Faa Says 699 Planes Need New Insulation
Los Angeles Times
WASHINGTON - The Federal Aviation Administration announced yesterday that it will require U.S. airlines to replace the insulation on 699 jetliners over the next four years in hopes of preventing a fire like the one that led to a deadly plane crash off eastern Canada last fall.
The FAA order, expected to take effect later this year, is designed to enable the airlines to meet new, stricter standards for testing the flame-retardant properties of metalized Mylar insulation. The agency plans to issue the standards in the next few months.
The changes, which will cost the airlines $300 million over four years to carry out fully, applies only to five kinds of aircraft - the MD-11, MD-80, MD-88, MD-90 and DC-10 - all built in Long Beach, Calif., by McDonnell Douglas, which is now owned by Boeing.
The FAA action comes in the wake of the crash of a Swissair MD-11 near Peggy's Cove, Nova Scotia, last September, 13 minutes after the airplane's crew reported smoke in the cockpit. All 229 people on the wide-bodied jetliner died.
Both Boeing and the FAA said McDonnell Douglas had warned the airlines about the problem in August 1996 and advised that they replace the insulation.
But the FAA, which also found the Mylar insulation to be unusually flammable during separate tests in 1997, did not move immediately to order the material removed. FAA officials conceded yesterday that the danger became an urgent issue only after the Swissair crash.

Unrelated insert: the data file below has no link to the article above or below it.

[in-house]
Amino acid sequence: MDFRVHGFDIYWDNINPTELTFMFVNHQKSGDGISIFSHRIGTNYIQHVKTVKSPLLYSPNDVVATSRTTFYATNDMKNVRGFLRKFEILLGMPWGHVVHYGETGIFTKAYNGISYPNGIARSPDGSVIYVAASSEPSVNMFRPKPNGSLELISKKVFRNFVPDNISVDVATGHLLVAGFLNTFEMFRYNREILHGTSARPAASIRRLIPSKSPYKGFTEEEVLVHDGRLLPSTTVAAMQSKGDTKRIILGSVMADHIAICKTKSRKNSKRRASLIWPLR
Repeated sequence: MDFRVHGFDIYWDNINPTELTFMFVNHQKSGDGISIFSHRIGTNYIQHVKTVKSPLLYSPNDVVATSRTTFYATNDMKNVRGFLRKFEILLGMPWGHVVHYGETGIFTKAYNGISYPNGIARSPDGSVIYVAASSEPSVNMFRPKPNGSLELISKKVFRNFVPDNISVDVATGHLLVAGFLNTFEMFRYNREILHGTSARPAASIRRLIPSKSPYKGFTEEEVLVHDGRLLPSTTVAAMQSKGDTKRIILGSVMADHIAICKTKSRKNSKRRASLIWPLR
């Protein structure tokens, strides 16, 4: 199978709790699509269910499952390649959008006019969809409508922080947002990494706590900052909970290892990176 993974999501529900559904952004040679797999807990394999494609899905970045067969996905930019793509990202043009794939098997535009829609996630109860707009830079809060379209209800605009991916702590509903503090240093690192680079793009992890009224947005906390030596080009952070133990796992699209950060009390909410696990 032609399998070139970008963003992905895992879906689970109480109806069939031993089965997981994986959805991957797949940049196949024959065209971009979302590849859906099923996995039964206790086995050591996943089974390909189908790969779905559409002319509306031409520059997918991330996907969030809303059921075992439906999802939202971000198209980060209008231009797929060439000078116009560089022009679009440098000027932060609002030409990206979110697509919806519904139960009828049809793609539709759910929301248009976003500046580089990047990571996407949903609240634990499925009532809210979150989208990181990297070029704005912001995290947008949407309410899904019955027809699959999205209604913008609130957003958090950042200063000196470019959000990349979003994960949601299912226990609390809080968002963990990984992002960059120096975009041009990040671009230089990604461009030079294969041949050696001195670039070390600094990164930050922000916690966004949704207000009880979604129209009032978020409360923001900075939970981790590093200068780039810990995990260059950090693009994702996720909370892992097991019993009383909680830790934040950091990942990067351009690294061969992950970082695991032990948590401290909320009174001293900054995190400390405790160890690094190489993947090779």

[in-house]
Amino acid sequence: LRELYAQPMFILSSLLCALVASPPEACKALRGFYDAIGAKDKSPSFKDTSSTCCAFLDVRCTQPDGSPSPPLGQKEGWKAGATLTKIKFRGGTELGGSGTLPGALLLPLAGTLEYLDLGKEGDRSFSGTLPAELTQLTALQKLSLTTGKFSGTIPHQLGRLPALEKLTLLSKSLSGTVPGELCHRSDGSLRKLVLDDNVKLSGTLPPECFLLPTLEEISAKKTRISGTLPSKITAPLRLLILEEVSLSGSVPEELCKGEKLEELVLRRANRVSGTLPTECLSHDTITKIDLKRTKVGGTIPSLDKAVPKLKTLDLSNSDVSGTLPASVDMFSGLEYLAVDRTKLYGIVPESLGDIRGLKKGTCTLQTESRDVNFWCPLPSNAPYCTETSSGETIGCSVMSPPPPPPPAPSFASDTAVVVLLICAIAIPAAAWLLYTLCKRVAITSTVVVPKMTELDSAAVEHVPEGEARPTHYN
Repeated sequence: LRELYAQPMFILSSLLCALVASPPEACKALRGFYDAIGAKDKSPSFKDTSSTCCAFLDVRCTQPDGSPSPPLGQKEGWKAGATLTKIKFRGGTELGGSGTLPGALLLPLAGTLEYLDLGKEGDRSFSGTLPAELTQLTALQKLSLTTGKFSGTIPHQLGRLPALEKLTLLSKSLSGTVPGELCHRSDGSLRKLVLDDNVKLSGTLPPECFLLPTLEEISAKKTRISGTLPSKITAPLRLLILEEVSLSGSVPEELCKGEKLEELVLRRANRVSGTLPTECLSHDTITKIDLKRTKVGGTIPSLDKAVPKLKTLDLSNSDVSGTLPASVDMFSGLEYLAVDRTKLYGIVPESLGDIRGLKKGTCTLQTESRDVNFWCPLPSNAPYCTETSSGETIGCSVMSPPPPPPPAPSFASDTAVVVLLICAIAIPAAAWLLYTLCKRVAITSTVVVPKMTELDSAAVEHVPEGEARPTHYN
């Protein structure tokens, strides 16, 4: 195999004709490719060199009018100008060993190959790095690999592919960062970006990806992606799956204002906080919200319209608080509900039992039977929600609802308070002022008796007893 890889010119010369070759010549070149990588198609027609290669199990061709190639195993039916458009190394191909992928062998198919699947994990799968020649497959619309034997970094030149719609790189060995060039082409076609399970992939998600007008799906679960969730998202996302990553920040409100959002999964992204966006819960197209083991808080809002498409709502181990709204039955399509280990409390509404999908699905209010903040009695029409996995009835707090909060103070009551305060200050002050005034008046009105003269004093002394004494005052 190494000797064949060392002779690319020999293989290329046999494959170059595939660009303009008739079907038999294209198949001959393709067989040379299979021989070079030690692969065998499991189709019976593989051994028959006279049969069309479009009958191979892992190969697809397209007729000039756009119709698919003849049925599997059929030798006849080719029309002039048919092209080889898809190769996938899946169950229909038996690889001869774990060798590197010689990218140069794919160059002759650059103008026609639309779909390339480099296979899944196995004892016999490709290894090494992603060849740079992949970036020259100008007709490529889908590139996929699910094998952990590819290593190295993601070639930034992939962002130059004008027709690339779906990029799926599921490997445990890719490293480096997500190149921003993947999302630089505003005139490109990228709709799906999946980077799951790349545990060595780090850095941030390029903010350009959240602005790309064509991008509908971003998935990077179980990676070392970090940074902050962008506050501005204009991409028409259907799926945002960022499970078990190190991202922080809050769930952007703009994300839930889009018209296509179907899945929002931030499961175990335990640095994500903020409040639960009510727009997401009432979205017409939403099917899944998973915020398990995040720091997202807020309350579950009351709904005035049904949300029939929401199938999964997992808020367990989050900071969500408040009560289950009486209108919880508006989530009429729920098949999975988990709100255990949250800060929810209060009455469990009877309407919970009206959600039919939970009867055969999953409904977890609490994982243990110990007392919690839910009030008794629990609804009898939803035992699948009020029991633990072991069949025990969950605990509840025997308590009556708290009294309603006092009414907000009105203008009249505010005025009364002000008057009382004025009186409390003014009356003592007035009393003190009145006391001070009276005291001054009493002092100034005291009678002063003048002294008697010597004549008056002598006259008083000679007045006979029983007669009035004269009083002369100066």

The Swissair accident is still under investigation, but Canada's Transportation Safety Board issued a report yesterday that found the metalized Mylar insulation had been "a significant source" of the combustible materials that sustained the fire.
The FAA proposal fell short of a plan the agency had discussed in October that would have required the replacement of insulation in almost all commercial aircraft. But officials said earlier tests had shown that non-Mylar insulation was sufficiently flame-retardant.
The FAA said the order would apply to 699 U.S.-registered aircraft, owned by American Airlines, Delta Air Lines, Continental Airlines, Trans World Airlines, Alaska Airlines, Federal Express, Reno Air, Aeromexico and US Airways.
Diana Cronan, spokeswoman for the Air Transport Association, which represents the nation's large airlines, said the industry was ready to cooperate in ensuring safety aboard commercial aircraft but had expressed concern to the FAA about "moving prematurely."
Copyright (c) 1999 Seattle Times Company, All Rights Reserved.